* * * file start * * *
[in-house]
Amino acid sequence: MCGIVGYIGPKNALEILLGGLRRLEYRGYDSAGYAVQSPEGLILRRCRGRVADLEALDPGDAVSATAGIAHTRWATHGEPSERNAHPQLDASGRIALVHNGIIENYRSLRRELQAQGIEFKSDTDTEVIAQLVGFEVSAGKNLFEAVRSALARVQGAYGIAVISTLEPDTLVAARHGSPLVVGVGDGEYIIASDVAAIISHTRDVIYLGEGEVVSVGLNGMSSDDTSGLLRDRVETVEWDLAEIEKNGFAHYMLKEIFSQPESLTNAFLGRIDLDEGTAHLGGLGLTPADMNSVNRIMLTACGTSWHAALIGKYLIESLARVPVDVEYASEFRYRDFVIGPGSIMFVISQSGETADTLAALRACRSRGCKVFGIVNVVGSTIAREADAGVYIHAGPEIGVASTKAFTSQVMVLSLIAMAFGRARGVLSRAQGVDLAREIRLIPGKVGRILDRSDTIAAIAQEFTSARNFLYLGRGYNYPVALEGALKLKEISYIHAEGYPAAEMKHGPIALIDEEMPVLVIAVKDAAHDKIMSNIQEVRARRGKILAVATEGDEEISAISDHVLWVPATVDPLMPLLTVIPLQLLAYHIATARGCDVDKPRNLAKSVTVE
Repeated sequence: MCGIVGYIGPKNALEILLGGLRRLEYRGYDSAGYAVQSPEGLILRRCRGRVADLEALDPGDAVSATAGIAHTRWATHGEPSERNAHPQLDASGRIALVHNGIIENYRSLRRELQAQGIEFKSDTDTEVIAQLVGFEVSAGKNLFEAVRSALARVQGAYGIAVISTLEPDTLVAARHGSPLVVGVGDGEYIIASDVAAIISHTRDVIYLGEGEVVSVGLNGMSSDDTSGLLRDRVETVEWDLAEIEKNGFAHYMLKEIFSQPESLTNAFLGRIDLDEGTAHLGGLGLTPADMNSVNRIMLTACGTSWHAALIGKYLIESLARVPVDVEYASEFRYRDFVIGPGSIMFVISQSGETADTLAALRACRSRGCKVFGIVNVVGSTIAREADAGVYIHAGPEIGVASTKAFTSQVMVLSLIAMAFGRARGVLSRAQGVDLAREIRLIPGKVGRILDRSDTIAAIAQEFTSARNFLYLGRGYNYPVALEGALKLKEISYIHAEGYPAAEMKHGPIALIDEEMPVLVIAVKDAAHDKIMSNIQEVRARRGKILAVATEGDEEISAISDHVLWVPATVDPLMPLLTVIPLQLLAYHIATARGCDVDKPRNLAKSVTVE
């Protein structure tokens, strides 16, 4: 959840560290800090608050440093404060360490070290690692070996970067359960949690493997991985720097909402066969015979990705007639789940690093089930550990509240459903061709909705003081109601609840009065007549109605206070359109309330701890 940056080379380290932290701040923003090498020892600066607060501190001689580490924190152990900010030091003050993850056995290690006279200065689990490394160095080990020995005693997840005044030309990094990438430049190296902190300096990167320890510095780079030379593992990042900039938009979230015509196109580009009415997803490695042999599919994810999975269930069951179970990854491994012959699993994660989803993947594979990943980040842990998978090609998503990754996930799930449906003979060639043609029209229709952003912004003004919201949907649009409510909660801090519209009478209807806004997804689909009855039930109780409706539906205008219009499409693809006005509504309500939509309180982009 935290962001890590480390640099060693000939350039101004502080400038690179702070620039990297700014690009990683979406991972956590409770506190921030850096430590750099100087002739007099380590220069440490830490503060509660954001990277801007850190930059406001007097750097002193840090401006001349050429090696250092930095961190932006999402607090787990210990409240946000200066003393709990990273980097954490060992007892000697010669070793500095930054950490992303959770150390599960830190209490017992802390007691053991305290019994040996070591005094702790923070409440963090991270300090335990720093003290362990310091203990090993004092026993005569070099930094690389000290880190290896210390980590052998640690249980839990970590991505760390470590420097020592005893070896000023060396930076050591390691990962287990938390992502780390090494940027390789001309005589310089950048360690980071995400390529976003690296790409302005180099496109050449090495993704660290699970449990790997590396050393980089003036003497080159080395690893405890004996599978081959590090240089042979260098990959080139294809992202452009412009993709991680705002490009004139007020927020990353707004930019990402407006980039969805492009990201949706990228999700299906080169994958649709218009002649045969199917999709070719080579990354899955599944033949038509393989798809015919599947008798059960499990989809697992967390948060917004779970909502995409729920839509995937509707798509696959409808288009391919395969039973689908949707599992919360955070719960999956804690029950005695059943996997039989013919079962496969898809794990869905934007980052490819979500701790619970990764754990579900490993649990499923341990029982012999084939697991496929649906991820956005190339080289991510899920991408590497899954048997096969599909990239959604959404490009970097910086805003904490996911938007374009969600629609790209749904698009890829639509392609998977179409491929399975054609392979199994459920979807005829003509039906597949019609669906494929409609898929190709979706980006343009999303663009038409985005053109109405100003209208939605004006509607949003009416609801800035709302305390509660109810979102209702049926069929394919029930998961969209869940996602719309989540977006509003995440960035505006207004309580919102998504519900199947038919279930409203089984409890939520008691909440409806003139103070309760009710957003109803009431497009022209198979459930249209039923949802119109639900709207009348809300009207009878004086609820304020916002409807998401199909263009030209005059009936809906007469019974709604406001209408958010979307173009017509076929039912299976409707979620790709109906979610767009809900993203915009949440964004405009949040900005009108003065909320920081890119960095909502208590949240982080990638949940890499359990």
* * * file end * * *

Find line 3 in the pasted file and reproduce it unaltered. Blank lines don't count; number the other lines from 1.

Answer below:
Repeated sequence: MCGIVGYIGPKNALEILLGGLRRLEYRGYDSAGYAVQSPEGLILRRCRGRVADLEALDPGDAVSATAGIAHTRWATHGEPSERNAHPQLDASGRIALVHNGIIENYRSLRRELQAQGIEFKSDTDTEVIAQLVGFEVSAGKNLFEAVRSALARVQGAYGIAVISTLEPDTLVAARHGSPLVVGVGDGEYIIASDVAAIISHTRDVIYLGEGEVVSVGLNGMSSDDTSGLLRDRVETVEWDLAEIEKNGFAHYMLKEIFSQPESLTNAFLGRIDLDEGTAHLGGLGLTPADMNSVNRIMLTACGTSWHAALIGKYLIESLARVPVDVEYASEFRYRDFVIGPGSIMFVISQSGETADTLAALRACRSRGCKVFGIVNVVGSTIAREADAGVYIHAGPEIGVASTKAFTSQVMVLSLIAMAFGRARGVLSRAQGVDLAREIRLIPGKVGRILDRSDTIAAIAQEFTSARNFLYLGRGYNYPVALEGALKLKEISYIHAEGYPAAEMKHGPIALIDEEMPVLVIAVKDAAHDKIMSNIQEVRARRGKILAVATEGDEEISAISDHVLWVPATVDPLMPLLTVIPLQLLAYHIATARGCDVDKPRNLAKSVTVE